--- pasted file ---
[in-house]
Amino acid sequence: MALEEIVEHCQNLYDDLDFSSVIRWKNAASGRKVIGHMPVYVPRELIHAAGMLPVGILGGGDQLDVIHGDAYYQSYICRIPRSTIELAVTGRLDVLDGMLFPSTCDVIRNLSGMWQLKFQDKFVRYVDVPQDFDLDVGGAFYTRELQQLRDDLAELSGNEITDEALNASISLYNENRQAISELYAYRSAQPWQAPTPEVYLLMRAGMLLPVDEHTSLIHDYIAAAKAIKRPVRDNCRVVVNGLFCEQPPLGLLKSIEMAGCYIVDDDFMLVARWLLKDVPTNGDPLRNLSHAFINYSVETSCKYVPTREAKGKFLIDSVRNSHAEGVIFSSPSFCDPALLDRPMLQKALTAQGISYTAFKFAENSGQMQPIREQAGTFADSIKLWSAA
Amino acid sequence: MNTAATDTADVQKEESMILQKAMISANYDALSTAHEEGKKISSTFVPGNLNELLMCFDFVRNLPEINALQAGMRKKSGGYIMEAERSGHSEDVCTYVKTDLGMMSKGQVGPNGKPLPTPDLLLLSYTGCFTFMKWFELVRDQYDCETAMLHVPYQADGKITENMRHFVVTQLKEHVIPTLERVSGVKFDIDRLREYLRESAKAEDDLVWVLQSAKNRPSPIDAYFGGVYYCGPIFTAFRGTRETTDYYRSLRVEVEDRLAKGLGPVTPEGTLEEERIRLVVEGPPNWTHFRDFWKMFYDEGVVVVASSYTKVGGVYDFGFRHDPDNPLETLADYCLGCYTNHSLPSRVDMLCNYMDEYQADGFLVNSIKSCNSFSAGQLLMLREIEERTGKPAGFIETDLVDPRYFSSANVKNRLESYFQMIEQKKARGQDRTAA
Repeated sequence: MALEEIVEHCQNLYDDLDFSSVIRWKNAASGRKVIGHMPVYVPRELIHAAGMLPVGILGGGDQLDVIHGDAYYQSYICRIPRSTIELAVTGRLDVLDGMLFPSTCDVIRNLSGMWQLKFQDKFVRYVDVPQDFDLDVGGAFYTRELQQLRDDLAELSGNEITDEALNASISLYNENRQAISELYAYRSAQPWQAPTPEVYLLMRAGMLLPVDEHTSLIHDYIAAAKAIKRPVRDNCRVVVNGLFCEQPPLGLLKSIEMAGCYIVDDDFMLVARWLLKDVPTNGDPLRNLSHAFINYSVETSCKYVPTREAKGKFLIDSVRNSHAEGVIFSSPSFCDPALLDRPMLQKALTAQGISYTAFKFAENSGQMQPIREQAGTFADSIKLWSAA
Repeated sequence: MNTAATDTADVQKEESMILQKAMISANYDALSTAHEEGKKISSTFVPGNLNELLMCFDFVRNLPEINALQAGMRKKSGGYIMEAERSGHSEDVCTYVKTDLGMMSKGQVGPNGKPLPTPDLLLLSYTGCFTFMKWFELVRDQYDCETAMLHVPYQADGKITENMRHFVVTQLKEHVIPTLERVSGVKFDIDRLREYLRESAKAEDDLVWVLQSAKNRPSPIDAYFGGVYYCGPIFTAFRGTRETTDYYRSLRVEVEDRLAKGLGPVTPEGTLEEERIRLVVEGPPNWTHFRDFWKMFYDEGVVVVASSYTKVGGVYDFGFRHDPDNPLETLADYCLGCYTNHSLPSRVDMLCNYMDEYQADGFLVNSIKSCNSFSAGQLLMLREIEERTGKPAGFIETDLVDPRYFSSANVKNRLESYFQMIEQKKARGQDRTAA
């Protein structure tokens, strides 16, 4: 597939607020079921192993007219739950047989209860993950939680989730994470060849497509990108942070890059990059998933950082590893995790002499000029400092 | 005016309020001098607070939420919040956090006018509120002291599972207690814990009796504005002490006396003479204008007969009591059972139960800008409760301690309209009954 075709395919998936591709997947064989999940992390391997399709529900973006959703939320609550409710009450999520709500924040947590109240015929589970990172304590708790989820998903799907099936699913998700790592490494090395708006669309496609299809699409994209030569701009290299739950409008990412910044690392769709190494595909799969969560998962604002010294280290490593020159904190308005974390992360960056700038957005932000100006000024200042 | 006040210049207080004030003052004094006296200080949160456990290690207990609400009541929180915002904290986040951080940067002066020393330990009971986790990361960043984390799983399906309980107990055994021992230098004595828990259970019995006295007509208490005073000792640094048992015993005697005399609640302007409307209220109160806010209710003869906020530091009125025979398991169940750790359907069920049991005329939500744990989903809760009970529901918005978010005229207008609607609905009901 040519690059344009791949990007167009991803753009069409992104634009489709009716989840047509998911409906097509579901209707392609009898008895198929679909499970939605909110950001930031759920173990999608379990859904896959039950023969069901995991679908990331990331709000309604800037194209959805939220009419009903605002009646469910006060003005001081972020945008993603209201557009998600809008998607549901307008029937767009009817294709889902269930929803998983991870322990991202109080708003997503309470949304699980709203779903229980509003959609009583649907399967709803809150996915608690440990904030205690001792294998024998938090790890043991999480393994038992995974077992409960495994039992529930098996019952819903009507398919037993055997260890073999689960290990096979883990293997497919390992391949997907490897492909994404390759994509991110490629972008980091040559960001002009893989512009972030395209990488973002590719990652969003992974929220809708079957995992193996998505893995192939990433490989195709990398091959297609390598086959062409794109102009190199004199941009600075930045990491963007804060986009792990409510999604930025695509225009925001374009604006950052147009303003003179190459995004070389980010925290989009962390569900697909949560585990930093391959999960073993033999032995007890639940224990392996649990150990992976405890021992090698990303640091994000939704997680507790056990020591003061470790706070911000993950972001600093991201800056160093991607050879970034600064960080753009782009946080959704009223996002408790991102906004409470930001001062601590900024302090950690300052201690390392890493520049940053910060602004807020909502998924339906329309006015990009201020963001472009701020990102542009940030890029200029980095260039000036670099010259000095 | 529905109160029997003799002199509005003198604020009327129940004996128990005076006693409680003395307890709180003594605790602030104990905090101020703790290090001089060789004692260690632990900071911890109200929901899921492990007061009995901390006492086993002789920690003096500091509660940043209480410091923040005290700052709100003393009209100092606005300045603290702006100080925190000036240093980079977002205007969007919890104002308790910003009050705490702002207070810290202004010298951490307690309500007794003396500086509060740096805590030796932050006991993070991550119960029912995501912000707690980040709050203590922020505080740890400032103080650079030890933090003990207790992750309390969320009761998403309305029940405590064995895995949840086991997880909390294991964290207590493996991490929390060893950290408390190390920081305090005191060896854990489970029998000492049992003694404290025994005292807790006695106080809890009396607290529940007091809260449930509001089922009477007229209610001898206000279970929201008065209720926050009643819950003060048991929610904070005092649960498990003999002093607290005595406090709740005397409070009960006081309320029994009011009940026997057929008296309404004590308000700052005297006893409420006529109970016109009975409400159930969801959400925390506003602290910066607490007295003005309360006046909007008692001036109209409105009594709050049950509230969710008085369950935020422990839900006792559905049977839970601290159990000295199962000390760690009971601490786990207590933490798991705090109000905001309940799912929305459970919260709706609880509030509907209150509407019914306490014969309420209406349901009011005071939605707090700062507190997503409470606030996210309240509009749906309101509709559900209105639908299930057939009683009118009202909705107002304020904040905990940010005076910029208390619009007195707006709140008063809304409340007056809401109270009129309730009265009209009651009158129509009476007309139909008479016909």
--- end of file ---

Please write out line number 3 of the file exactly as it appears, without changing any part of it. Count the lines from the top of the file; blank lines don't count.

Amino acid sequence: MNTAATDTADVQKEESMILQKAMISANYDALSTAHEEGKKISSTFVPGNLNELLMCFDFVRNLPEINALQAGMRKKSGGYIMEAERSGHSEDVCTYVKTDLGMMSKGQVGPNGKPLPTPDLLLLSYTGCFTFMKWFELVRDQYDCETAMLHVPYQADGKITENMRHFVVTQLKEHVIPTLERVSGVKFDIDRLREYLRESAKAEDDLVWVLQSAKNRPSPIDAYFGGVYYCGPIFTAFRGTRETTDYYRSLRVEVEDRLAKGLGPVTPEGTLEEERIRLVVEGPPNWTHFRDFWKMFYDEGVVVVASSYTKVGGVYDFGFRHDPDNPLETLADYCLGCYTNHSLPSRVDMLCNYMDEYQADGFLVNSIKSCNSFSAGQLLMLREIEERTGKPAGFIETDLVDPRYFSSANVKNRLESYFQMIEQKKARGQDRTAA